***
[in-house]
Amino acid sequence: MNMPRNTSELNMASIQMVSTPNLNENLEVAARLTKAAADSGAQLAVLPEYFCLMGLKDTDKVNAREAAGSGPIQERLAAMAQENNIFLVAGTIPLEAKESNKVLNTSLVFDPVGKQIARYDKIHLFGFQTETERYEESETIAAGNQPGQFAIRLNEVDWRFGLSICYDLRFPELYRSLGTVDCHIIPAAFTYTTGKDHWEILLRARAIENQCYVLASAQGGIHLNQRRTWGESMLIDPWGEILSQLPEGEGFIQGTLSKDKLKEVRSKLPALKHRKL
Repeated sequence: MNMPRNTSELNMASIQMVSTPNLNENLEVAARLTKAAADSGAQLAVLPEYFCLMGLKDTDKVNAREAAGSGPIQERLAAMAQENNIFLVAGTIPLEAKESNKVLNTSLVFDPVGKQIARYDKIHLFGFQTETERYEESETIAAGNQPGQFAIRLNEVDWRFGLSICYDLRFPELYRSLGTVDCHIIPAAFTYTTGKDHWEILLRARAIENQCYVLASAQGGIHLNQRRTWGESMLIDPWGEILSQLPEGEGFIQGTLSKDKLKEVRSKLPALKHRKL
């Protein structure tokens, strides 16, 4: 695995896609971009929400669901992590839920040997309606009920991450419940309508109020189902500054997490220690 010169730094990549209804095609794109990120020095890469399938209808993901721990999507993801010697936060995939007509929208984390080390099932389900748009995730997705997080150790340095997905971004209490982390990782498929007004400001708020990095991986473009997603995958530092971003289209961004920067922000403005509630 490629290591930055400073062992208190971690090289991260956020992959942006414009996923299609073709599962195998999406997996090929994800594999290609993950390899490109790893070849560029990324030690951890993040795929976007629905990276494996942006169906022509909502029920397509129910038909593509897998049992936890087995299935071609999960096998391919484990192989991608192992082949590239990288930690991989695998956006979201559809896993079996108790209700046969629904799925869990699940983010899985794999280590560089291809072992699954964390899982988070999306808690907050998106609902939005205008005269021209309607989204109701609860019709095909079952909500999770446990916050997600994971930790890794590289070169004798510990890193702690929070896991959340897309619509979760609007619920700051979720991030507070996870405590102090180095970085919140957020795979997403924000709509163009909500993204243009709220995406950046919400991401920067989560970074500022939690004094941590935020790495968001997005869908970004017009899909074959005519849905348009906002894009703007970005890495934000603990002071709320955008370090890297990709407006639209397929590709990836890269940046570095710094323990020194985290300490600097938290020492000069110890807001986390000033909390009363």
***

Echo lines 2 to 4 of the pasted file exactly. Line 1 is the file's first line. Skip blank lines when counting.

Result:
Amino acid sequence: MNMPRNTSELNMASIQMVSTPNLNENLEVAARLTKAAADSGAQLAVLPEYFCLMGLKDTDKVNAREAAGSGPIQERLAAMAQENNIFLVAGTIPLEAKESNKVLNTSLVFDPVGKQIARYDKIHLFGFQTETERYEESETIAAGNQPGQFAIRLNEVDWRFGLSICYDLRFPELYRSLGTVDCHIIPAAFTYTTGKDHWEILLRARAIENQCYVLASAQGGIHLNQRRTWGESMLIDPWGEILSQLPEGEGFIQGTLSKDKLKEVRSKLPALKHRKL
Repeated sequence: MNMPRNTSELNMASIQMVSTPNLNENLEVAARLTKAAADSGAQLAVLPEYFCLMGLKDTDKVNAREAAGSGPIQERLAAMAQENNIFLVAGTIPLEAKESNKVLNTSLVFDPVGKQIARYDKIHLFGFQTETERYEESETIAAGNQPGQFAIRLNEVDWRFGLSICYDLRFPELYRSLGTVDCHIIPAAFTYTTGKDHWEILLRARAIENQCYVLASAQGGIHLNQRRTWGESMLIDPWGEILSQLPEGEGFIQGTLSKDKLKEVRSKLPALKHRKL
């Protein structure tokens, strides 16, 4: 695995896609971009929400669901992590839920040997309606009920991450419940309508109020189902500054997490220690 010169730094990549209804095609794109990120020095890469399938209808993901721990999507993801010697936060995939007509929208984390080390099932389900748009995730997705997080150790340095997905971004209490982390990782498929007004400001708020990095991986473009997603995958530092971003289209961004920067922000403005509630 490629290591930055400073062992208190971690090289991260956020992959942006414009996923299609073709599962195998999406997996090929994800594999290609993950390899490109790893070849560029990324030690951890993040795929976007629905990276494996942006169906022509909502029920397509129910038909593509897998049992936890087995299935071609999960096998391919484990192989991608192992082949590239990288930690991989695998956006979201559809896993079996108790209700046969629904799925869990699940983010899985794999280590560089291809072992699954964390899982988070999306808690907050998106609902939005205008005269021209309607989204109701609860019709095909079952909500999770446990916050997600994971930790890794590289070169004798510990890193702690929070896991959340897309619509979760609007619920700051979720991030507070996870405590102090180095970085919140957020795979997403924000709509163009909500993204243009709220995406950046919400991401920067989560970074500022939690004094941590935020790495968001997005869908970004017009899909074959005519849905348009906002894009703007970005890495934000603990002071709320955008370090890297990709407006639209397929590709990836890269940046570095710094323990020194985290300490600097938290020492000069110890807001986390000033909390009363």